Back in 2004, the Syfy (back then “The SciFi Channel“) released a miniseries “adaptation” of Ursula K. Le Guin‘s Earthsea trilogy, titled Legend of Earthsea.
The main cast was entirely white, except for the character Ogion, who was played by Danny Glover (and apparently some spear-wielding primitives). The problem with that isn’t just that there is a gross lack of diversity in the series (which is a completely legit problem on its own, and one that plagues science fiction entertainment today).
The problem was that the series was based on books in which the majority of the characters were brown or black… (except for a people made up of brutish, war-hungry white men). The main character was described as “red-brown” and his best friend as just straight up “black”.
Somewhere this got conveniently “lost” in translation. Numerous readers (of every hue– I mean, the books freaking sold over a million copies!) were seriously miffed about many of the liberties taken in the series, and the lovely Ms. Le Guin stood up on the soap box herself and took SyFy to town in an article on Slate.
And boy did she lay down the law!
The first book of the Earthsea trilogy A Wizard of Earthsea was published on September 13th, 1968– 46 years ago today. So to commemorate this dope series, and her-geeky-outsiderness Ursula K. LeGuin, here are some of the gems from the magnificent shade she threw at the SciFi Channel some 10 years ago:
“I had been cut out of the process. And just as quickly, race, which had been a crucial element, had been cut out of my stories. In the miniseries, Danny Glover is the only man of color among the main characters (although there are a few others among the spear-carriers). A far cry from the Earthsea I envisioned.”
“My color scheme was conscious and deliberate from the start. I didn’t see why everybody in science fiction had to be a honky named Bob or Joe or Bill. I didn’t see why everybody in heroic fantasy had to be white (and why all the leading women had “violet eyes”). It didn’t even make sense. Whites are a minority on Earth now—why wouldn’t they still be either a minority, or just swallowed up in the larger colored gene pool, in the future?”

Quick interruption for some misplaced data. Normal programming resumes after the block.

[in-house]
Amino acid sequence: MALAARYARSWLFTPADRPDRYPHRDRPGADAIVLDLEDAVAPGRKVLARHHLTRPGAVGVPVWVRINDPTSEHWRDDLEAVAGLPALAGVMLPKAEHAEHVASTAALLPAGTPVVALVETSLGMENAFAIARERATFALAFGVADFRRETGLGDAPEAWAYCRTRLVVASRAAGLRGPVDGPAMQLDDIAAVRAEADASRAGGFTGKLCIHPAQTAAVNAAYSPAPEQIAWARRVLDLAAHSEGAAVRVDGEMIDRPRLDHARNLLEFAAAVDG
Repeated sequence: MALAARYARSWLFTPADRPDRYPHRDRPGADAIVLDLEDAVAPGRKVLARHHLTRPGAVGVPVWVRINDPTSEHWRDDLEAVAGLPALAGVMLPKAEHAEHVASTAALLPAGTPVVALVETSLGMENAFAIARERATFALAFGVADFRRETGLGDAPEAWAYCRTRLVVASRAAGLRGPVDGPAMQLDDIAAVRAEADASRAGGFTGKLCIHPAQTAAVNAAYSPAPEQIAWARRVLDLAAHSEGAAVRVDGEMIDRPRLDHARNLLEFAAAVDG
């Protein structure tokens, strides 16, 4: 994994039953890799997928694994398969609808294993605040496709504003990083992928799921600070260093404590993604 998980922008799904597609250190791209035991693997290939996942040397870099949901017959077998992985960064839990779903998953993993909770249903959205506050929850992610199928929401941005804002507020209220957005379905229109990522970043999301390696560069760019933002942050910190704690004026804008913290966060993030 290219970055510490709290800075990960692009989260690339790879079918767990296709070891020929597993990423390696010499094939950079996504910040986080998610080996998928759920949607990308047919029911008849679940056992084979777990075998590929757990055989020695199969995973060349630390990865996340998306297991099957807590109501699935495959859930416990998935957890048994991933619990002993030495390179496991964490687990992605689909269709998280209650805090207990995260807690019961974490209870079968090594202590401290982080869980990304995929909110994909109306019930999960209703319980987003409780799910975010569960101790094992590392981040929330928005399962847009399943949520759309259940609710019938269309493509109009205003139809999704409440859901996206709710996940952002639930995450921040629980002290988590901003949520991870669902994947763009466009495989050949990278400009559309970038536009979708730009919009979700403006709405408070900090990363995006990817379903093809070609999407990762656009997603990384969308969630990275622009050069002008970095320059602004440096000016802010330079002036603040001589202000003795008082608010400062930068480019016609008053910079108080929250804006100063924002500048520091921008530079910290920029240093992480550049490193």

“I was a little wily about my color scheme. I figured some white kids (the books were published for “young adults”) might not identify straight off with a brown kid, so I kind of eased the information about skin color in by degrees—hoping that the reader would get “into Ged’s skin” and only then discover it wasn’t a white one.”
“Gradually I got a little more clout, a little more say-so about covers. And very, very, very gradually publishers may be beginning to lose their blind fear of putting a nonwhite face on the cover of a book. “Hurts sales, hurts sales” is the mantra. Yeah, so? On my books, Ged with a white face is a lie, a betrayal—a betrayal of the book, and of the potential reader.”
“I think it is possible that some readers never even notice what color the people in the story are. Don’t notice, don’t care. Whites of course have the privilege of not caring, of being “colorblind.” Nobody else does.”
Read the full article here
The best part of the article, though, and one of her best points, is that many readers of color wrote to her and let her know how important it was to them to feel included and see themselves represented as heroes in a genre that neglects them to an astonishing degree.
Race-bending characters in adaptations is really cool and can be really interesting. But in a genre (ahem… and an entire entertainment world) where characters of color are completely absent or never get to play hero, it’s something entirely different to take the color out of the picture…